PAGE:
In this 5th ThinkBamboo Podcast, French architect and carpenter Oscar Pont recounts his journey of exploring bamboo as a sustainable material. He shares his experiences of cultivating and experimenting with bamboo on his Brazilian land. Check out his publications (Web / IG). Oscar explains that his architecture background was rooted in traditional European building materials such as concrete, steel, and stone. Interestingly it wasn’t until he began traveling in Asia that he saw the potential of bamboo as a building material.
Upon his return to Brazil, Oscar embarked on a quest to find adventurous clients interested in using bamboo for construction. However, he encountered difficulties in locating a bamboo supplier within the country. The only available bamboo type was primarily used for cellulose production.
Video Interview Summary Quick-Links:
[00:06] Oscar, a French architect & carpenter living in Brazil
[05:29] Goal to expand bamboo farming in Brazil & help farmers
[10:12] Promoting bamboo cultivation and construction
[14:31] Collaboration is key for successful bamboo projects
[19:00] Bamboo is a sustainable and resilient material for construction
[23:23] Bamboo has potential for economy and sustainability
[27:27] Protecting natural materials is crucial for durability
[31:44] Waste is nothing more than a unused resource
Learning & Growing Bamboo From Scratch
Rather than give up on his vision, the french architect decided to learn how to grow bamboo himself. He set out to learn about plantation techniques and the benefits of mixing different crops together to create better soil. He also studied the different varieties of bamboo and their various uses in building projects.
Oscar discovered that the tropical crops, cacao and coffee, in Brazil were well-suited to the shade provided by bamboo, making it an ideal complement to these crops. He also learned about the importance of biodiversity in bamboo planting, and went on a search for different varieties of bamboo seedlings to add to his plantation.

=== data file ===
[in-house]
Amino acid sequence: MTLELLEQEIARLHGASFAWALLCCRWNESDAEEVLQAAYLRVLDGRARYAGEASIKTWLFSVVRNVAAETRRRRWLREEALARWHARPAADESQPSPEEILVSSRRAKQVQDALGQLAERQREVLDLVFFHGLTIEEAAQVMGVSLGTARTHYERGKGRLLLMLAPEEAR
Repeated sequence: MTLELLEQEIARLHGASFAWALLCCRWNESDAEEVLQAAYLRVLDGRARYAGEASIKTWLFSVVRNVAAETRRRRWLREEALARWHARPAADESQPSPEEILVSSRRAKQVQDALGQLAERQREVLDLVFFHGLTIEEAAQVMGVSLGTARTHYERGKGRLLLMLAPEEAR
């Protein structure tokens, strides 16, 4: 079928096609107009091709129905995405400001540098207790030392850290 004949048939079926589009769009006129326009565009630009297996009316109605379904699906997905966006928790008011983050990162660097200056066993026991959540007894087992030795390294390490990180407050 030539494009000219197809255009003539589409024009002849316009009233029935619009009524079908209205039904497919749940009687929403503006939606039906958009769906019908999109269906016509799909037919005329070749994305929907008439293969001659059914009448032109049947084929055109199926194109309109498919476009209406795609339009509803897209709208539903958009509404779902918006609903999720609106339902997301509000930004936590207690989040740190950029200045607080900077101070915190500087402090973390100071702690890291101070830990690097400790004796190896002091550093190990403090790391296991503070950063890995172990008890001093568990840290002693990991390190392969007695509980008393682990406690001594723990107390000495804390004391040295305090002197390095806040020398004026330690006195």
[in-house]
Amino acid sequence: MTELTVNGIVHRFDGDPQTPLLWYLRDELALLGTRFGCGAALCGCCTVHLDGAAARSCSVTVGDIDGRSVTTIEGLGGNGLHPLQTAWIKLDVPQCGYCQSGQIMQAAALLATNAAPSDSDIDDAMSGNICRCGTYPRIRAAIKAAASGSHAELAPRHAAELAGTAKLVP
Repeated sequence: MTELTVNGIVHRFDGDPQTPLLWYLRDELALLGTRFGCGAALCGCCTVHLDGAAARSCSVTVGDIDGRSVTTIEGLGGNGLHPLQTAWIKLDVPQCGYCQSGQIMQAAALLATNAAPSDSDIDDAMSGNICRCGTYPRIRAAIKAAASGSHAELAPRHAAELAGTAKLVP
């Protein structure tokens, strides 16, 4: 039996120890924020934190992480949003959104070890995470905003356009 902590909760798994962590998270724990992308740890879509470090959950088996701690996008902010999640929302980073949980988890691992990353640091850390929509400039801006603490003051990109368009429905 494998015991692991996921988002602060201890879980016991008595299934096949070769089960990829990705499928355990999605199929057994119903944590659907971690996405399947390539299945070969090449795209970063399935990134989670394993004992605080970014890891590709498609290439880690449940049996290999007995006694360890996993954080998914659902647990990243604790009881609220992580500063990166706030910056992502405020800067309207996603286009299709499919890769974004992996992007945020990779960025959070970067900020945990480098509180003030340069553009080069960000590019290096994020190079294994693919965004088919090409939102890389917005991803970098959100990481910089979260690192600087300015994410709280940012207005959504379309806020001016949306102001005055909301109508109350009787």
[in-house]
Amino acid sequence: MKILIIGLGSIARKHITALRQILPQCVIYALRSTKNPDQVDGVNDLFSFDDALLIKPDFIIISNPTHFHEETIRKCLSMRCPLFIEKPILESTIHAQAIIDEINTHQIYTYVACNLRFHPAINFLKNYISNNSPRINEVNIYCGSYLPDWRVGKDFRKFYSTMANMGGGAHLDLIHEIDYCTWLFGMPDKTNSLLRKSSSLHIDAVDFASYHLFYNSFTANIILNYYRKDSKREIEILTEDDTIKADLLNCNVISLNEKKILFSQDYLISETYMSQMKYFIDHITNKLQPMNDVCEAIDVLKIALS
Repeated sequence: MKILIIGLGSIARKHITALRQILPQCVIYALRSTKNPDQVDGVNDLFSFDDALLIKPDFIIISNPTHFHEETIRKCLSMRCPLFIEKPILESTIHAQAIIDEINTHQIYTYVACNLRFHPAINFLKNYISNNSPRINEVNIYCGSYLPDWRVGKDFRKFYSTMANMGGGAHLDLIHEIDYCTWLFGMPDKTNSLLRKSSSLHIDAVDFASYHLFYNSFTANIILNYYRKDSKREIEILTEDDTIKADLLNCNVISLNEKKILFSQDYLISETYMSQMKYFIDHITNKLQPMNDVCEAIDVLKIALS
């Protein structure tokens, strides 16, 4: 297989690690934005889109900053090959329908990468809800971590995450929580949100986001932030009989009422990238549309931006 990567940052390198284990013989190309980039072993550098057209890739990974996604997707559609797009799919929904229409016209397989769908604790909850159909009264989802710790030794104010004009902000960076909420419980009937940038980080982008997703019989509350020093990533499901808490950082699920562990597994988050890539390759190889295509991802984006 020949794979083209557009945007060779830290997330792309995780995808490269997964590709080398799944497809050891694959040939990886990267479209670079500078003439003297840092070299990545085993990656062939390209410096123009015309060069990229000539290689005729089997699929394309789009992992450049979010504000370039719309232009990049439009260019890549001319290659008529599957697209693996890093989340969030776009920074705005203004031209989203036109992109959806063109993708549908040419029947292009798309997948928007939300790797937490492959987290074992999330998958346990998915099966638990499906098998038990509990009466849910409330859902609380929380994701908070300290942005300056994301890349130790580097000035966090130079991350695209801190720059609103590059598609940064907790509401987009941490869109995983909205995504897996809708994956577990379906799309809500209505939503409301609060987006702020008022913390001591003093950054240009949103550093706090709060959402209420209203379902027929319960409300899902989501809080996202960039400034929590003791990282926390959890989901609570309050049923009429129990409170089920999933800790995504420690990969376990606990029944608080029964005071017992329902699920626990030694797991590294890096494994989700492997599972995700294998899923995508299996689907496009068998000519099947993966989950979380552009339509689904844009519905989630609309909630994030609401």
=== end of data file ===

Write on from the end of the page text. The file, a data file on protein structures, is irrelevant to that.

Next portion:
Growing Giant Bamboo From Seedlings
During his local research, the French expat uncovered a Japanese community in Brazil who introduced him to seedlings of Dendrocalamus asper, also known as Giant Bamboo. He acquired 400 seedlings from a local farmer and diversified his plantation by purchasing seeds of various bamboo varieties.
During the interview, Oscar shared his recent project of growing seedlings, which yielded some successful results. However, an experiment with bamboo stacks didn’t go as planned. Despite efforts, only two seedlings out of 120 survived. Oscar acknowledged that not all experiments guarantee success, emphasizing the value of learning from failures. Though uncertain about this project’s outcome, he maintained a curious and open mindset, believing that failures offer opportunities for growth and improvement.
According to Oscar Pont, bamboo’s strength and flexibility make it suitable for various projects. From small decorative pieces to entire buildings, bamboo excels. Additionally, its sustainability shines through rapid growth and renewability. Moreover, bamboo holds cultural significance worldwide. Oscar recounted discovering a bamboo type in Colombia used by indigenous people to craft traditional musical instruments.